The precision is extremely dependent on the number of visble wifi networks and the databse quality. Results between 10 and 100 meters are typical.

Data transmission

After location calculation, this data needs to be transmitted to the OpenBike system.


Mobile phone networks have good coverage and the data we want to transmit is very small, so the usage of 2G networks is widely available way to transmit data. GPRS modules are very cheap, which result in very cheap ready to use products. Depending on the modules transmission of data via GPRS can be very energy consuming.


2G networks are not future proof. Providers all around the world are fading out the support of 2G networks or even have them shut down completely.

Newer generations of trackers are using 4G based Narrowband IoT M2M protocols on the mobile phone networks, but we don’t have experiance with that kind of devices. In theory this should be more energy efficient than GPRS based systems.

Keep in mind, that you need a SIM card (or eSIM configuration) for each cellular based tracker. There are more and more mobile plans for IoT based applications, even some with shared data contracts between SIM cards. But keep in mind there will be monthly costs for each tracker in operation.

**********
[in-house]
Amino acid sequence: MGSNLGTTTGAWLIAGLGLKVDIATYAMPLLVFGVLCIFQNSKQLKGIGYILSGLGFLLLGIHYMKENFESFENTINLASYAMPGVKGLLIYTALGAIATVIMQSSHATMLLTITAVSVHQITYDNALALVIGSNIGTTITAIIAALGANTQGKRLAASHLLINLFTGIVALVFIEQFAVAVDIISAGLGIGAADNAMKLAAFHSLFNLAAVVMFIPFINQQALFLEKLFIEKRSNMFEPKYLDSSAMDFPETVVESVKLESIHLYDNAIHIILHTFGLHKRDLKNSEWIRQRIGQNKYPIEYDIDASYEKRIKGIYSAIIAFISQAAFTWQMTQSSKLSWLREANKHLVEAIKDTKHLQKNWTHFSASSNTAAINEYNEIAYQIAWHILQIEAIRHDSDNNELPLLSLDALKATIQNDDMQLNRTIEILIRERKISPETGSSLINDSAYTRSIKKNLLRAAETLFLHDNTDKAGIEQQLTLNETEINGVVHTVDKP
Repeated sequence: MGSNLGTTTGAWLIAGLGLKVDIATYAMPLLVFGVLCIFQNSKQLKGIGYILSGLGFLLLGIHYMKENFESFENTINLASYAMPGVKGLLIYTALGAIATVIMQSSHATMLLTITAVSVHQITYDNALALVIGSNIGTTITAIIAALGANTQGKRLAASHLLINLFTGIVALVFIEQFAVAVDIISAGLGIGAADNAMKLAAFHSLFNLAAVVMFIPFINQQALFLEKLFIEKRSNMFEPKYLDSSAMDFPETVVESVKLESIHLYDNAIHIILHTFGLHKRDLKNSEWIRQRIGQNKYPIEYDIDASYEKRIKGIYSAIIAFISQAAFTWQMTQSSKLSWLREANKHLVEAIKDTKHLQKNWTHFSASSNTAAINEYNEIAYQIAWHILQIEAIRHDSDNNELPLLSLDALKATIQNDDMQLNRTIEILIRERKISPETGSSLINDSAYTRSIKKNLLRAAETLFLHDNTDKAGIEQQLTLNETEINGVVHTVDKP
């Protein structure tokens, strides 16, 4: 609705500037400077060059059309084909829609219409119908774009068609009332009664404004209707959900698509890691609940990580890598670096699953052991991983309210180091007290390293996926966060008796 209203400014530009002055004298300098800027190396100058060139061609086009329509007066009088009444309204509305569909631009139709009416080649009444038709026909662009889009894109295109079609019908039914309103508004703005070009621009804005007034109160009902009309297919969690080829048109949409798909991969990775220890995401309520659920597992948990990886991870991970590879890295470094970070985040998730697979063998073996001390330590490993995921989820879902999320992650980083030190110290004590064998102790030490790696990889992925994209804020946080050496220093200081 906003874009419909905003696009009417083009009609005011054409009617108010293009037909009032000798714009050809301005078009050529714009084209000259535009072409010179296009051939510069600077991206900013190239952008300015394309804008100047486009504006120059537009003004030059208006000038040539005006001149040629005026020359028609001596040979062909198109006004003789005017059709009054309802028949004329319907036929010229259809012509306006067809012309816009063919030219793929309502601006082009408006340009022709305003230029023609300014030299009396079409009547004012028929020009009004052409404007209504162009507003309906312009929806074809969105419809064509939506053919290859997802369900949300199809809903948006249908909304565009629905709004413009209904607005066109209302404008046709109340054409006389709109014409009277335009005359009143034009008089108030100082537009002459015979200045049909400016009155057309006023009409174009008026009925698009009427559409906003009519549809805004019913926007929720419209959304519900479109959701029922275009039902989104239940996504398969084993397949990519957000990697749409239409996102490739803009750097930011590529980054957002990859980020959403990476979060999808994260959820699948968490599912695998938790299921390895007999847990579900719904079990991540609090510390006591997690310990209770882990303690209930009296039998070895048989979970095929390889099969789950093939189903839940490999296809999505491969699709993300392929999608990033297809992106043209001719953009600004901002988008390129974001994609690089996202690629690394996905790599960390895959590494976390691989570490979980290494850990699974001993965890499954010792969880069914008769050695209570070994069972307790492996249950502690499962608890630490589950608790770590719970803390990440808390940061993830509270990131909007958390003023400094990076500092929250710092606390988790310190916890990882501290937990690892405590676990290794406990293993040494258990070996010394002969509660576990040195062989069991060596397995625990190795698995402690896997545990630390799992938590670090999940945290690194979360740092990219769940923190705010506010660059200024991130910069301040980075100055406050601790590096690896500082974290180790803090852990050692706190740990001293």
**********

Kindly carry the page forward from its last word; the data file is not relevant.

LoRaWAN / The Things Network

LoRaWAN is a protocol for small bandwidth IoT networks operating in a license free frequency band. Dependent on configuration and local circumstances it can achieve transmission distances between a few hundred meters up to tens of kilometers. Most prominent example of LoRaWAN networks is the crowd sourced The Things Network. The network is free to use (under consideration of community rules) and everyone can add coverage by adding own gateways to the network.

Transmitting data via LoRaWAN is extremely energy efficient. The amount of data which can transmitted via LoRaWAN is very limited, but it fits exactly the needs of a location tracker for a sharing system.


Before buying LoRaWAN hardware check which frequency band is used in your country.

The Things Network provides a map with all active gateways. The placement of gateways is very different, so the project TTN Mapper is crowdsourcing a coverage map.

Using users smartphone


Using geolocation from users smartphone opens the possibility for users to fake the bike location.

There are some possibilities to transfer data via bluetooth from a tracker to a users smartphone which then transmits that data to the Server. That only works if the user is using a native app. Currently there is no native app for OpenBike. It is possible to use the GPS of the users smartphone via the WebApp. OpenBike is currently is using that for start and end of an rent, but that is more an optional geolocation source because using that geolocation is not enforced.